Pattern: 3rd Party Registration


You have applied either the Client-side Service Discovery pattern or the Server-side Service Discovery pattern. Service instances must be registered with the service registry on startup so that they can be discovered and unregistered on shutdown.


How are service instances registered with and unregistered from the service registry?


  • Service instances must be registered with the service registry on startup and unregistered on shutdown
  • Service instances that crash must be unregistered from the service registry
  • Service instances that are running but incapable of handling requests must be unregistered from the service registry


A 3rd party registrar is responsible for registering and unregistering a service instance with the service registry. When the service instance starts up, the registrar registers the service instance with the service registry. When the service instance shuts downs, the registrar unregisters the service instance from the service registry.


Examples of the 3rd Party Registration pattern include:

  • Netflix Prana - a “side car” application that runs along side a non-JVM application and registers the application with Eureka.
  • AWS Autoscaling Groups automatically (un)registers EC2 instances with Elastic Load Balancer
  • Joyent’s Container buddy runs in a Docker container as the parent process for the service and registers it with the registry
  • Registrator - registers and unregisters Docker containers with various service registries
  • Clustering frameworks such as Kubernetes and Marathon (un)register service instances with the built-in/implicit registry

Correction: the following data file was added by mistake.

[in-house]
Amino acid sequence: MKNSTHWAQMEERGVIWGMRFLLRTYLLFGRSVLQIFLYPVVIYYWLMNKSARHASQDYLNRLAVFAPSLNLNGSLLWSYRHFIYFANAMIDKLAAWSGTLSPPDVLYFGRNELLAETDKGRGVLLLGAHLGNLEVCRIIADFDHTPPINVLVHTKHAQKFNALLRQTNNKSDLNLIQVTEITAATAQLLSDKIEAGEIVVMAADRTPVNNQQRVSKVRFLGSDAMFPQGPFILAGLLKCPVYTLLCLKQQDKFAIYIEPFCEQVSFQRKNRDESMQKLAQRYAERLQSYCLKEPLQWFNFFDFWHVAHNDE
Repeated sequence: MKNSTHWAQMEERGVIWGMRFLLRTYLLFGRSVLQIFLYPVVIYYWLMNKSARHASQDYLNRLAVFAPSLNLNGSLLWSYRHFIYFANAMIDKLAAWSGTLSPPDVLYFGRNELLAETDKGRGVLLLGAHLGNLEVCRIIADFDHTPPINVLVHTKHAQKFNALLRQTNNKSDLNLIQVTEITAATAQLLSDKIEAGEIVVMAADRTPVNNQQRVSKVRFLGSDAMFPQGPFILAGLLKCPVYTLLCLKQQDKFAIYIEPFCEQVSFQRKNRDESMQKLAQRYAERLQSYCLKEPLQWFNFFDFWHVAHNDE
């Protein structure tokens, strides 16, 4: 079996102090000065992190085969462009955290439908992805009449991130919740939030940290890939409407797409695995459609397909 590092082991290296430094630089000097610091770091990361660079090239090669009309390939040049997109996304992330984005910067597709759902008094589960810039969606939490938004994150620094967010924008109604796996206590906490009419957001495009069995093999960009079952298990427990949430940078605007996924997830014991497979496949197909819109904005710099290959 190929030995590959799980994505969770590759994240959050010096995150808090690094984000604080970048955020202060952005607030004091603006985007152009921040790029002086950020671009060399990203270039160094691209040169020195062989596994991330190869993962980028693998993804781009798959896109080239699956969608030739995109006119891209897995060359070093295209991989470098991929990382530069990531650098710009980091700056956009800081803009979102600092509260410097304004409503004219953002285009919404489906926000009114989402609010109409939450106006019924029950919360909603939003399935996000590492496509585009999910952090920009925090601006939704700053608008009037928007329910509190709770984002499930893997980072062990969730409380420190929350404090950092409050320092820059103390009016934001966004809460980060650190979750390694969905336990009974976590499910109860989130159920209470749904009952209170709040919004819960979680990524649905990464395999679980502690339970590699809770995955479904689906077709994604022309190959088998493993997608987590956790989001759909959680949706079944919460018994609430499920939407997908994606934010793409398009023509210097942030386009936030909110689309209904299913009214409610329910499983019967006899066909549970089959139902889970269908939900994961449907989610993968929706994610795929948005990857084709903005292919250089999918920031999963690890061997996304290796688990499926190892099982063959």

Resulting context

The benefits of the 3rd Party Registration pattern include:

  • The service code is less complex than when using the Self Registration pattern since its not responsible for registering itself
  • The registrar can perform health checks on a service instance and register/unregister the instance based the health check

There are also some drawbacks:

  • The 3rd party registrar might only have superficial knowledge of the state of the service instance, e.g. RUNNING or NOT RUNNING and so might not know whether it can handle requests. However, as mentioned above some registrars such as Netflix Prana perform a health check in order to determine the availability of the service instance.

  • Unless the registrar is part of the infrastructure it’s another component that must be installed, configured and maintained. Also, since it’s a critical system component it needs to be highly available.

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